Reviewing jihad

12:45 AM November 25, 2015

What happened recently in Paris is not the only event that brings up conflicts of the human race and the terms “jihad” and “jihadist” in the global news. That this piece will give the general public a permanent understanding or acceptance of jihad is a long shot. However, as a Muslim, I will present to the best of my ability the real meaning of jihad.

In Islam, jihad does not take only one form. It means “the struggle in the way of Allah (God).” Just as all human beings in the world, regardless of personal beliefs, experience so many struggles in their lives, “the way of Allah” also encompasses a lot of tests and difficult tasks.


The Prophet Muhammad (peace be upon him), who is considered one of the world’s most influential persons, once said, “The best of dealings are the ones done in moderation.” Muslims should exert efforts to achieve a better balance in all aspects of life and, thus, maintain peaceful wellbeing. Living in extreme extravagance or being very tight with spending is discouraged in Islam. Being moderate and taking the right control in dealing with other people are also Islamic values.

Jihad ranges from the simplest intentions to acts of defense. Pursuing one’s ambition with the intention of helping other people in the future or fulfilling the responsibilities of being a real Muslim is a form of jihad. It is so because it takes great discipline to achieve a goal. Doing away with vices such as taking illegal drugs or anything that can be harmful to the mind and body is a form of jihad. Telling the truth can also be jihad. Even fasting in the month of Ramadan can be considered as jihad.


One of the biggest acts of jihad is choosing to do what is just and right. For example, jihad is when someone who has power and authority chooses to preserve justice in a society by not abusing what he or she is capable of doing and not stealing the resources to which he or she has direct access. This is so because it takes a lot from oneself to resist extreme desires or temptations just to accomplish a responsibility, or at least consider the common good.

The most talked-about kind of jihad, and is actually a minor one, is one that uses “the sword” or physical fighting. This is where war is visualized. Most Muslims believe that an armed fight can be considered as jihad only if there are compelling reasons, such as an individual or collective experience of injustice (not necessarily from a government) and self-defense. Only when one’s life or dignity is destroyed can this kind of jihad be justified. Justice and balance are humanity’s mutual aims, after all.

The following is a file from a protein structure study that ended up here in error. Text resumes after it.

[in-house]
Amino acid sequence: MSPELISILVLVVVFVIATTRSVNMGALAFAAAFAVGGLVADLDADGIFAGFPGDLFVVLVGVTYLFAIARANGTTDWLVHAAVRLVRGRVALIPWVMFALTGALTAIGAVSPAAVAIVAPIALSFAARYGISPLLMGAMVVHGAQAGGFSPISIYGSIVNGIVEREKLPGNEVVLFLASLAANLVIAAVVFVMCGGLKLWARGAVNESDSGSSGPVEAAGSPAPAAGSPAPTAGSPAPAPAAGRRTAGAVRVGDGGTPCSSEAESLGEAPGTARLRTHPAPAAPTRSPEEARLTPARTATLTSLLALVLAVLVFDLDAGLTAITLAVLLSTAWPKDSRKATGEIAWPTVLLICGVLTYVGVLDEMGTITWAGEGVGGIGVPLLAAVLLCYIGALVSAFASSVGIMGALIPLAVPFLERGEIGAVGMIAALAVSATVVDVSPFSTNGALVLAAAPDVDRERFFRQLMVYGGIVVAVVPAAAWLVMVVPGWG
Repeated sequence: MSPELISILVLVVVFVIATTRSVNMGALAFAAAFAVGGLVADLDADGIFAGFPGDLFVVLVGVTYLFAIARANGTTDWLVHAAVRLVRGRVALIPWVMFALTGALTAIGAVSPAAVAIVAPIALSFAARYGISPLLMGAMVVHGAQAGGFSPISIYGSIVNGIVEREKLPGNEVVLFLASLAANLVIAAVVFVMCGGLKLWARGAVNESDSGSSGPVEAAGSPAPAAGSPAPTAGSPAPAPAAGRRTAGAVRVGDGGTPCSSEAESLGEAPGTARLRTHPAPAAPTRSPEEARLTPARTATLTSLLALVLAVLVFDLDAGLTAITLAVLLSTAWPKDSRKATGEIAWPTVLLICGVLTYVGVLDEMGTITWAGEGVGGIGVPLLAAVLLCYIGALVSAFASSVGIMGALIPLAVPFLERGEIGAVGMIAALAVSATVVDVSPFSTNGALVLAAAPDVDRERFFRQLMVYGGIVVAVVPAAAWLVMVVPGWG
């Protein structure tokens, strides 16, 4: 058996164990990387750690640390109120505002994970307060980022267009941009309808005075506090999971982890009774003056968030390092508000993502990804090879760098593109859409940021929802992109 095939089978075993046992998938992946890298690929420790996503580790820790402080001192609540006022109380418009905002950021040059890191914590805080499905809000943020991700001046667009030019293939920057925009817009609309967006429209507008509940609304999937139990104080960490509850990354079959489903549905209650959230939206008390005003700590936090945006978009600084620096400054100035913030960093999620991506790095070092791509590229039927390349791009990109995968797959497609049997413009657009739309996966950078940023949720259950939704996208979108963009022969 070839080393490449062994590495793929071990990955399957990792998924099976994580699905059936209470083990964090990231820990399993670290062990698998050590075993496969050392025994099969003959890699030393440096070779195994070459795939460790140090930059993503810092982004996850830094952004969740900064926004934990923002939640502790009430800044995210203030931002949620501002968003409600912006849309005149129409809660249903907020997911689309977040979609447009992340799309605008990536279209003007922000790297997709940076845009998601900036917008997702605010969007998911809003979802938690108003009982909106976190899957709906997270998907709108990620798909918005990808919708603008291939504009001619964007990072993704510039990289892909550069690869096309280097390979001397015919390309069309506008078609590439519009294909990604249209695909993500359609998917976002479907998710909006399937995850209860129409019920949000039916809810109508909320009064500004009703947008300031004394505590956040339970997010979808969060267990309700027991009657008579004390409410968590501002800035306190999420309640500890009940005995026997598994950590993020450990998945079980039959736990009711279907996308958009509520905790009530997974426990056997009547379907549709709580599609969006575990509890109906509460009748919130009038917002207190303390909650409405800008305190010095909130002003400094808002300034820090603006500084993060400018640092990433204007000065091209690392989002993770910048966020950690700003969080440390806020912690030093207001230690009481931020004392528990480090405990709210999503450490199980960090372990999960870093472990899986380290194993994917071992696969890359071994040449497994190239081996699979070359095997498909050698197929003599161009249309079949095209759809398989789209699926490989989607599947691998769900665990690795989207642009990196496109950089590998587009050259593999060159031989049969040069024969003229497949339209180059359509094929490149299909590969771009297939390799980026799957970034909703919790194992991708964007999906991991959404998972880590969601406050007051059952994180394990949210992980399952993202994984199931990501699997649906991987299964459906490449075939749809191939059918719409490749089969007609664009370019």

According to a web page, titled “Jihad: A Misunderstood Concept from Islam—What Jihad is, and is not,” of the religious organization Islamic Supreme Council of America, one example of a sanctioned military jihad is Muslims’ defensive battle against the crusaders in medieval times. This illustrates a scene of struggle in avoiding oppressive rule.

Like the way human beings possess unique personalities, jihad obviously has many interpretations. Extremists see jihad as terrorism and as an endless act of killing, while other Muslims accept the “inner or spiritual jihad,” or one that does not require a weapon.

On a personal level, I think that violence does not solve anything. Hurting another person after he or she hurt you will only lead to a cycle of revenge. To a certain point, this is what happens in any type of war and in almost all the wars we know in our history. The ones we lost outweigh the gains, if there were any substantial gains at all. Did we really think that our “mission” would be worth taking the lives of innocent civilians?

In fact, the holy Koran, which is also known as the Furqaan, or human beings’ guide in distinguishing right from wrong, has a verse that says: “[W]hoever kills a soul unless for a soul or for corruption [done] in the land—it is as if he had slain mankind entirely. And whoever saves one—it is as if he had saved mankind entirely.” Killing innocent people and any misuse of jihad, as these clearly do not encourage self-control and as Islamic scholars say, run contrary to the original and real meaning of Islam.

At a young age, I admit I have not experienced being oppressed or things that would make me regret I was born in this world. That is why I could not perfectly empathize with those who have lost so much that all they have is hatred inside them—the kind that is enough for them to take revenge or at least think of killing.


But the idea of killing and war still disturbs me, and I am still not alone with this feeling. I believe that there is always a right solution to every problem. By not ignoring what is good for everyone and by practicing jihad with its right essence, I think Muslims and non-Muslims can get along well or understand each other in the long run.

Yara Lukman ([email protected]) is an editorial assistant at the Philippine Daily Inquirer.

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